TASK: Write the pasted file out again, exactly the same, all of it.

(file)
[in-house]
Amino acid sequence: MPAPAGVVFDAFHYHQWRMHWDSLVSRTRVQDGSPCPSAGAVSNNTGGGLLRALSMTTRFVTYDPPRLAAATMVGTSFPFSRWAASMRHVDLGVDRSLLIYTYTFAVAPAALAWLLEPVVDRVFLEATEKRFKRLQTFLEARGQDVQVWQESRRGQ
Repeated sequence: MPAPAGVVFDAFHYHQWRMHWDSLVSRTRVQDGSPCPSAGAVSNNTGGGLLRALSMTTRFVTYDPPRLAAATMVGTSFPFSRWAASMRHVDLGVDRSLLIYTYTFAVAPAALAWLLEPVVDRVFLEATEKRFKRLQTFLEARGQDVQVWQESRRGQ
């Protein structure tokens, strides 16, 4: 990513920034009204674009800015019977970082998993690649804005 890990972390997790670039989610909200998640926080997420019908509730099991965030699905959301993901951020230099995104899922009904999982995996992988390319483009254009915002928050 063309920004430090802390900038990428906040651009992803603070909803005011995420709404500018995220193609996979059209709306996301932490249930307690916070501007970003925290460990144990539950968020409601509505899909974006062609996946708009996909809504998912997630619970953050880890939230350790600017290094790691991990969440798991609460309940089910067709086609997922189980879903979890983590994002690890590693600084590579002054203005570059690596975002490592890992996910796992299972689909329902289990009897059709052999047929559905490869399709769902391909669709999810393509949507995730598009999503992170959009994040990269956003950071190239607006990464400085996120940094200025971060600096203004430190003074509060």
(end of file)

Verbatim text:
[in-house]
Amino acid sequence: MPAPAGVVFDAFHYHQWRMHWDSLVSRTRVQDGSPCPSAGAVSNNTGGGLLRALSMTTRFVTYDPPRLAAATMVGTSFPFSRWAASMRHVDLGVDRSLLIYTYTFAVAPAALAWLLEPVVDRVFLEATEKRFKRLQTFLEARGQDVQVWQESRRGQ
Repeated sequence: MPAPAGVVFDAFHYHQWRMHWDSLVSRTRVQDGSPCPSAGAVSNNTGGGLLRALSMTTRFVTYDPPRLAAATMVGTSFPFSRWAASMRHVDLGVDRSLLIYTYTFAVAPAALAWLLEPVVDRVFLEATEKRFKRLQTFLEARGQDVQVWQESRRGQ
């Protein structure tokens, strides 16, 4: 990513920034009204674009800015019977970082998993690649804005 890990972390997790670039989610909200998640926080997420019908509730099991965030699905959301993901951020230099995104899922009904999982995996992988390319483009254009915002928050 063309920004430090802390900038990428906040651009992803603070909803005011995420709404500018995220193609996979059209709306996301932490249930307690916070501007970003925290460990144990539950968020409601509505899909974006062609996946708009996909809504998912997630619970953050880890939230350790600017290094790691991990969440798991609460309940089910067709086609997922189980879903979890983590994002690890590693600084590579002054203005570059690596975002490592890992996910796992299972689909329902289990009897059709052999047929559905490869399709769902391909669709999810393509949507995730598009999503992170959009994040990269956003950071190239607006990464400085996120940094200025971060600096203004430190003074509060």